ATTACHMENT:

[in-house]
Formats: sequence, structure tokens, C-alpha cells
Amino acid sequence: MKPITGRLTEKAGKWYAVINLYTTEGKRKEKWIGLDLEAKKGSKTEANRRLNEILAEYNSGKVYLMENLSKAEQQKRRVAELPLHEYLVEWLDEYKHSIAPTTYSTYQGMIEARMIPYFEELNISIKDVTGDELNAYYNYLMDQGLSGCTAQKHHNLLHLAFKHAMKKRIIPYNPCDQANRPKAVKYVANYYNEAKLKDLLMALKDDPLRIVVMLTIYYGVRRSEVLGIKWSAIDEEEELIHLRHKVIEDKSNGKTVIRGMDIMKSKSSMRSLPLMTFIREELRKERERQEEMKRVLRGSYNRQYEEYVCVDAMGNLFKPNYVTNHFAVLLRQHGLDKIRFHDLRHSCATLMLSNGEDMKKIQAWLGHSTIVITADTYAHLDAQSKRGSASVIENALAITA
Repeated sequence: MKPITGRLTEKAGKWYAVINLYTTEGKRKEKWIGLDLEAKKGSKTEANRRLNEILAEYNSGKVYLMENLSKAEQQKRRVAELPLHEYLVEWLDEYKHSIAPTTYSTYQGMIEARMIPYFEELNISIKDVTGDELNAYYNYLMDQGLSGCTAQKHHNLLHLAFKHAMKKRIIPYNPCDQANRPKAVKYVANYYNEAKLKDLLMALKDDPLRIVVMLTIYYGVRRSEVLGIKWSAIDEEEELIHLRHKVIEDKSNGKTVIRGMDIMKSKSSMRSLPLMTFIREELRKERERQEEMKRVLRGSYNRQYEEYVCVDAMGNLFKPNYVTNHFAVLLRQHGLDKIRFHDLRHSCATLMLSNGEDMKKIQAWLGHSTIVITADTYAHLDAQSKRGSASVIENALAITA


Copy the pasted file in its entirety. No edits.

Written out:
[in-house]
Formats: sequence, structure tokens, C-alpha cells
Amino acid sequence: MKPITGRLTEKAGKWYAVINLYTTEGKRKEKWIGLDLEAKKGSKTEANRRLNEILAEYNSGKVYLMENLSKAEQQKRRVAELPLHEYLVEWLDEYKHSIAPTTYSTYQGMIEARMIPYFEELNISIKDVTGDELNAYYNYLMDQGLSGCTAQKHHNLLHLAFKHAMKKRIIPYNPCDQANRPKAVKYVANYYNEAKLKDLLMALKDDPLRIVVMLTIYYGVRRSEVLGIKWSAIDEEEELIHLRHKVIEDKSNGKTVIRGMDIMKSKSSMRSLPLMTFIREELRKERERQEEMKRVLRGSYNRQYEEYVCVDAMGNLFKPNYVTNHFAVLLRQHGLDKIRFHDLRHSCATLMLSNGEDMKKIQAWLGHSTIVITADTYAHLDAQSKRGSASVIENALAITA
Repeated sequence: MKPITGRLTEKAGKWYAVINLYTTEGKRKEKWIGLDLEAKKGSKTEANRRLNEILAEYNSGKVYLMENLSKAEQQKRRVAELPLHEYLVEWLDEYKHSIAPTTYSTYQGMIEARMIPYFEELNISIKDVTGDELNAYYNYLMDQGLSGCTAQKHHNLLHLAFKHAMKKRIIPYNPCDQANRPKAVKYVANYYNEAKLKDLLMALKDDPLRIVVMLTIYYGVRRSEVLGIKWSAIDEEEELIHLRHKVIEDKSNGKTVIRGMDIMKSKSSMRSLPLMTFIREELRKERERQEEMKRVLRGSYNRQYEEYVCVDAMGNLFKPNYVTNHFAVLLRQHGLDKIRFHDLRHSCATLMLSNGEDMKKIQAWLGHSTIVITADTYAHLDAQSKRGSASVIENALAITA